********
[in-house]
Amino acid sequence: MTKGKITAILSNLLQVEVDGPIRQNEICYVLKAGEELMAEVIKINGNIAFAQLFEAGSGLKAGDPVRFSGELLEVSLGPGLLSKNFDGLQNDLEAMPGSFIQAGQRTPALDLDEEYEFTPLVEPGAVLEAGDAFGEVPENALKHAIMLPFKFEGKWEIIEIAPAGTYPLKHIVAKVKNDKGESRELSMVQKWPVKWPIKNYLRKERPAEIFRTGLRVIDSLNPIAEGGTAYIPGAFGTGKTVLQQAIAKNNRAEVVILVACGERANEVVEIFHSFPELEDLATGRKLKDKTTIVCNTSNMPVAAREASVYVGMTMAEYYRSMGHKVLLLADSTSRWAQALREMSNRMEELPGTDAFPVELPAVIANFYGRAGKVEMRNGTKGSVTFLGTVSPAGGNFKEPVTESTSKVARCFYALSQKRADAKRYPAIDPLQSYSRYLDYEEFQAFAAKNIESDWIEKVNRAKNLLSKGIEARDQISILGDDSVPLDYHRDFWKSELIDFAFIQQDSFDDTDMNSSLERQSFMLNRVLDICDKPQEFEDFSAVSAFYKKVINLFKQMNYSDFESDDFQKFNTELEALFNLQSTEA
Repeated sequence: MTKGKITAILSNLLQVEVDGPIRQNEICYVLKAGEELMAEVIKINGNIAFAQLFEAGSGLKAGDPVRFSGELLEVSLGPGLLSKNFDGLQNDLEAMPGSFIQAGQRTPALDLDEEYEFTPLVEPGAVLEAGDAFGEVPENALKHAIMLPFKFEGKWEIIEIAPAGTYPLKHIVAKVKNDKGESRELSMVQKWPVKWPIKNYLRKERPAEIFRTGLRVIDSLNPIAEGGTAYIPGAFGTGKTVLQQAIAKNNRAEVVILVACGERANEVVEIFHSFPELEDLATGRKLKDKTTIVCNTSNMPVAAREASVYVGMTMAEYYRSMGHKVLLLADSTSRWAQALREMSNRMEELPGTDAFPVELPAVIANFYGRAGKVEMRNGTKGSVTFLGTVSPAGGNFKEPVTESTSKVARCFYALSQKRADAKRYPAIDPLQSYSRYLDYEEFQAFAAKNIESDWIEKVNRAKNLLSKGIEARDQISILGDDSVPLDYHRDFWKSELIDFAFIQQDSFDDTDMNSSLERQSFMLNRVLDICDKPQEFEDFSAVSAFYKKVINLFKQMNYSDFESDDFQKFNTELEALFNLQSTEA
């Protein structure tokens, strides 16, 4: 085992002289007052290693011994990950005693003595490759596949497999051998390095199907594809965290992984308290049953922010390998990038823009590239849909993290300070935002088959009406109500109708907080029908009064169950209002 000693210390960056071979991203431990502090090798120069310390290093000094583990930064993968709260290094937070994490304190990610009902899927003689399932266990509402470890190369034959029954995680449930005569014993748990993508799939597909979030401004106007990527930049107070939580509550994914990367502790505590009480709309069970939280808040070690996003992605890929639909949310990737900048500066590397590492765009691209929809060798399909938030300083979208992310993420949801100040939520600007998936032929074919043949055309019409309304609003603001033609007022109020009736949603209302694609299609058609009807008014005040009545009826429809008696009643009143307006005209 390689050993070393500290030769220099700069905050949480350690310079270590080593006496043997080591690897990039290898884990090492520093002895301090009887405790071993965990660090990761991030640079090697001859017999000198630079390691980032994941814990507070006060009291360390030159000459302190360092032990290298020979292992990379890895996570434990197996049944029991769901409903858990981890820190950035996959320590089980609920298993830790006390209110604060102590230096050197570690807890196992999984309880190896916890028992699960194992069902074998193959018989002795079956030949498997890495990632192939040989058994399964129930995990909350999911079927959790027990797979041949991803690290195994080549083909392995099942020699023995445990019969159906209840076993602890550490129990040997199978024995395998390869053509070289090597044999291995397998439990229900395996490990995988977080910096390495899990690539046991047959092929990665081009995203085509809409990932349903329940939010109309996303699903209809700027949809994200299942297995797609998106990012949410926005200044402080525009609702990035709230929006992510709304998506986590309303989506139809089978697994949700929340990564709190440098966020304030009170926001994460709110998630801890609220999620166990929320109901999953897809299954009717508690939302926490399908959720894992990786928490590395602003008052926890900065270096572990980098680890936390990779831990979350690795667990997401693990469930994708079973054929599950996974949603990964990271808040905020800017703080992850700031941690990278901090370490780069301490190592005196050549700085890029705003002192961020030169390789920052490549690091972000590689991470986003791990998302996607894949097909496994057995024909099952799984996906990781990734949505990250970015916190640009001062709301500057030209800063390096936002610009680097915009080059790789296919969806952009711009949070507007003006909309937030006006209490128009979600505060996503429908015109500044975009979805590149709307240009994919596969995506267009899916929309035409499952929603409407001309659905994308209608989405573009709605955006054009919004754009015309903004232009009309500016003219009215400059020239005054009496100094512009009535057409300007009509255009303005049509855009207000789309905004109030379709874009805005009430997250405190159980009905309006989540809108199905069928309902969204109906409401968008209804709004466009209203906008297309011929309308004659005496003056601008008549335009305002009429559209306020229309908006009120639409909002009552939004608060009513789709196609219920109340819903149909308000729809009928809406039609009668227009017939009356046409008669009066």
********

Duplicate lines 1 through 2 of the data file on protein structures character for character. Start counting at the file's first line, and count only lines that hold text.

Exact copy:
[in-house]
Amino acid sequence: MTKGKITAILSNLLQVEVDGPIRQNEICYVLKAGEELMAEVIKINGNIAFAQLFEAGSGLKAGDPVRFSGELLEVSLGPGLLSKNFDGLQNDLEAMPGSFIQAGQRTPALDLDEEYEFTPLVEPGAVLEAGDAFGEVPENALKHAIMLPFKFEGKWEIIEIAPAGTYPLKHIVAKVKNDKGESRELSMVQKWPVKWPIKNYLRKERPAEIFRTGLRVIDSLNPIAEGGTAYIPGAFGTGKTVLQQAIAKNNRAEVVILVACGERANEVVEIFHSFPELEDLATGRKLKDKTTIVCNTSNMPVAAREASVYVGMTMAEYYRSMGHKVLLLADSTSRWAQALREMSNRMEELPGTDAFPVELPAVIANFYGRAGKVEMRNGTKGSVTFLGTVSPAGGNFKEPVTESTSKVARCFYALSQKRADAKRYPAIDPLQSYSRYLDYEEFQAFAAKNIESDWIEKVNRAKNLLSKGIEARDQISILGDDSVPLDYHRDFWKSELIDFAFIQQDSFDDTDMNSSLERQSFMLNRVLDICDKPQEFEDFSAVSAFYKKVINLFKQMNYSDFESDDFQKFNTELEALFNLQSTEA